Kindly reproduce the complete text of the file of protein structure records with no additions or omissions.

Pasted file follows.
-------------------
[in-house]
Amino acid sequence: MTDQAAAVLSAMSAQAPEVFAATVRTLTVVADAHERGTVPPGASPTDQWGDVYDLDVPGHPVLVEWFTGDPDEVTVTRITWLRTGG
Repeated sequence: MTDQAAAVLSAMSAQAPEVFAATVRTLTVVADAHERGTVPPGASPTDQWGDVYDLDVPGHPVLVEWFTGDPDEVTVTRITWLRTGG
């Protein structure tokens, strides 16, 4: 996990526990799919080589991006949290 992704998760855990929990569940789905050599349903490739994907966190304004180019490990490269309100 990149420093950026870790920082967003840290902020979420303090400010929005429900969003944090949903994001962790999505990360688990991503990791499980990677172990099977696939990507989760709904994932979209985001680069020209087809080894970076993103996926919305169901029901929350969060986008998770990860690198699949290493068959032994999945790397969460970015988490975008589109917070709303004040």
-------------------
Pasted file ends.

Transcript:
[in-house]
Amino acid sequence: MTDQAAAVLSAMSAQAPEVFAATVRTLTVVADAHERGTVPPGASPTDQWGDVYDLDVPGHPVLVEWFTGDPDEVTVTRITWLRTGG
Repeated sequence: MTDQAAAVLSAMSAQAPEVFAATVRTLTVVADAHERGTVPPGASPTDQWGDVYDLDVPGHPVLVEWFTGDPDEVTVTRITWLRTGG
């Protein structure tokens, strides 16, 4: 996990526990799919080589991006949290 992704998760855990929990569940789905050599349903490739994907966190304004180019490990490269309100 990149420093950026870790920082967003840290902020979420303090400010929005429900969003944090949903994001962790999505990360688990991503990791499980990677172990099977696939990507989760709904994932979209985001680069020209087809080894970076993103996926919305169901029901929350969060986008998770990860690198699949290493068959032994999945790397969460970015988490975008589109917070709303004040």